Could the first Snapdragon 820-powered Windows phone be this ‘HP Falcon’?

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A decades-old rule of journalism says never to end a news headline in a question mark. But the latest scoop on Microsoft’s prospective Windows 10 Mobile growth plans is too puzzling to provide any sort of guarantees, yet too juicy to be altogether ignored.

What comes after the Lumia 950 and 950 XL? A pair of 960 flagships with Snapdragon 820 processing power seems like the safest bet, though a business-oriented Surface Phone is also a possibility. How about a hero device from a third-party manufacturer?

Now that would be a major shocker, as well as a clear sign the Android/iOS platform duopoly is in danger. But what if this mystery non-Redmond-built SD820 high-ender will hail from HP rather than Samsung, HTC, LG or Xiaomi?

There are more twists to the story than an M. Night Shyamalan movie, and they’re roughly as plausible. Remember the last HP smartphone? Let’s say it wasn’t very “smart”, with webOS in tow, a 2.6-inch screen, and 512MB RAM, seeing daylight way back in May 2011 under the now defunct Veer brand.

HP Falcon

Quite a technological leap from that thing to a 5.8-inch HP Falcon benchmarked over at GFX Bench in no doubt early pre-release form with an Adreno 530 GPU on deck (hence, a Snapdragon 820 SoC), Quad HD display resolution, 64GB internal storage space (just 43 user-available), 20MP rear-facing camera, mind-blowing 12 megapixel selfie shooter, and for some reason, a measly gig of RAM.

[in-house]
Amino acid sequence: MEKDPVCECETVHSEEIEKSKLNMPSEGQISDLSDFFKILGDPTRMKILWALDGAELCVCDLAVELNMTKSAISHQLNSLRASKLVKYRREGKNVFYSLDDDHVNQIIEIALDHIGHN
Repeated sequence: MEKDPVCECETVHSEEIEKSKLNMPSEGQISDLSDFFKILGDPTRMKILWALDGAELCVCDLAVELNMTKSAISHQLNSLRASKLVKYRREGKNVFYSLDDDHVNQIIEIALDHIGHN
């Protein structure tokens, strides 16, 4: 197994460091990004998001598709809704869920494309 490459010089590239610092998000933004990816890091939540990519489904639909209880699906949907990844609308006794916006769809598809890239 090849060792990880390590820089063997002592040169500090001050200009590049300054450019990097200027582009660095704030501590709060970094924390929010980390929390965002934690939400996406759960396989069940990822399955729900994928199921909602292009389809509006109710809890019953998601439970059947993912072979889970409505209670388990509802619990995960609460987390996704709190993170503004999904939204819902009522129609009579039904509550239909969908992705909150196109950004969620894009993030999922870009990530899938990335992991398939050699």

“Windows Phone” is apparently the on-board OS, although we don’t think any 8 or 8.1 testing is still ongoing, with rumors floating around the interwebs the HP Falcon is a mere cover identity for a next-gen Microsoft Lumia. But why HP Falcon? Why not, say, Dell Black Panther?

Source: GFX Bench
Via: NokiaPowerUser

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About The Author
Adrian Diaconescu
Adrian has had an insatiable passion for writing since he was in school and found himself writing philosophical essays about the meaning of life and the differences between light and dark beer. Later, he realized this was pretty much his only marketable skill, so he first created a personal blog (in Romanian) and then discovered his true calling, which is writing about all things tech (in English).